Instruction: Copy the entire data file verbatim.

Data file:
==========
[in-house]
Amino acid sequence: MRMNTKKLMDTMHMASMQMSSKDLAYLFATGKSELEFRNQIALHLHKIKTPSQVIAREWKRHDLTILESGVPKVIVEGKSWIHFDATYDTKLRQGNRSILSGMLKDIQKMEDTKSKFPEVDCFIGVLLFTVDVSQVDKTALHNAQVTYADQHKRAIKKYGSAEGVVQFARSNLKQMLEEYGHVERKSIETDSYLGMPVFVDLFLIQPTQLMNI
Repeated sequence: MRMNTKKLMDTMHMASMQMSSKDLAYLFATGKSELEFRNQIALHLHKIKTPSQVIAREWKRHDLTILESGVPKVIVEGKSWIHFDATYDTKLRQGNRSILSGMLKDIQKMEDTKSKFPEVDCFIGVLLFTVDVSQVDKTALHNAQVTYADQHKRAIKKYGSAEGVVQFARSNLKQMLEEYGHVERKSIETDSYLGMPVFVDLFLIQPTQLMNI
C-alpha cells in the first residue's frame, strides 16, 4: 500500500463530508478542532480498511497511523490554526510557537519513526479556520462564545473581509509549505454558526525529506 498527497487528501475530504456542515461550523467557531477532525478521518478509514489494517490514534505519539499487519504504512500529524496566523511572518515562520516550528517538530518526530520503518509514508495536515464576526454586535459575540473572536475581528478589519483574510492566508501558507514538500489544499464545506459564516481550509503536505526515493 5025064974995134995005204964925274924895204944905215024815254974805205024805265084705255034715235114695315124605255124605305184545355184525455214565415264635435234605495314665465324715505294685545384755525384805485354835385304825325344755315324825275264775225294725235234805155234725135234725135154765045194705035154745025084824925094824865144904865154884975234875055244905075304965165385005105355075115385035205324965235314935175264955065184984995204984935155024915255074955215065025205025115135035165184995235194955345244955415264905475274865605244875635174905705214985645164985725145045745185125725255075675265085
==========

[in-house]
Amino acid sequence: MRMNTKKLMDTMHMASMQMSSKDLAYLFATGKSELEFRNQIALHLHKIKTPSQVIAREWKRHDLTILESGVPKVIVEGKSWIHFDATYDTKLRQGNRSILSGMLKDIQKMEDTKSKFPEVDCFIGVLLFTVDVSQVDKTALHNAQVTYADQHKRAIKKYGSAEGVVQFARSNLKQMLEEYGHVERKSIETDSYLGMPVFVDLFLIQPTQLMNI
Repeated sequence: MRMNTKKLMDTMHMASMQMSSKDLAYLFATGKSELEFRNQIALHLHKIKTPSQVIAREWKRHDLTILESGVPKVIVEGKSWIHFDATYDTKLRQGNRSILSGMLKDIQKMEDTKSKFPEVDCFIGVLLFTVDVSQVDKTALHNAQVTYADQHKRAIKKYGSAEGVVQFARSNLKQMLEEYGHVERKSIETDSYLGMPVFVDLFLIQPTQLMNI
C-alpha cells in the first residue's frame, strides 16, 4: 500500500463530508478542532480498511497511523490554526510557537519513526479556520462564545473581509509549505454558526525529506 498527497487528501475530504456542515461550523467557531477532525478521518478509514489494517490514534505519539499487519504504512500529524496566523511572518515562520516550528517538530518526530520503518509514508495536515464576526454586535459575540473572536475581528478589519483574510492566508501558507514538500489544499464545506459564516481550509503536505526515493 5025064974995134995005204964925274924895204944905215024815254974805205024805265084705255034715235114695315124605255124605305184545355184525455214565415264635435234605495314665465324715505294685545384755525384805485354835385304825325344755315324825275264775225294725235234805155234725135234725135154765045194705035154745025084824925094824865144904865154884975234875055244905075304965165385005105355075115385035205324965235314935175264955065184984995204984935155024915255074955215065025205025115135035165184995235194955345244955415264905475274865605244875635174905705214985645164985725145045745185125725255075675265085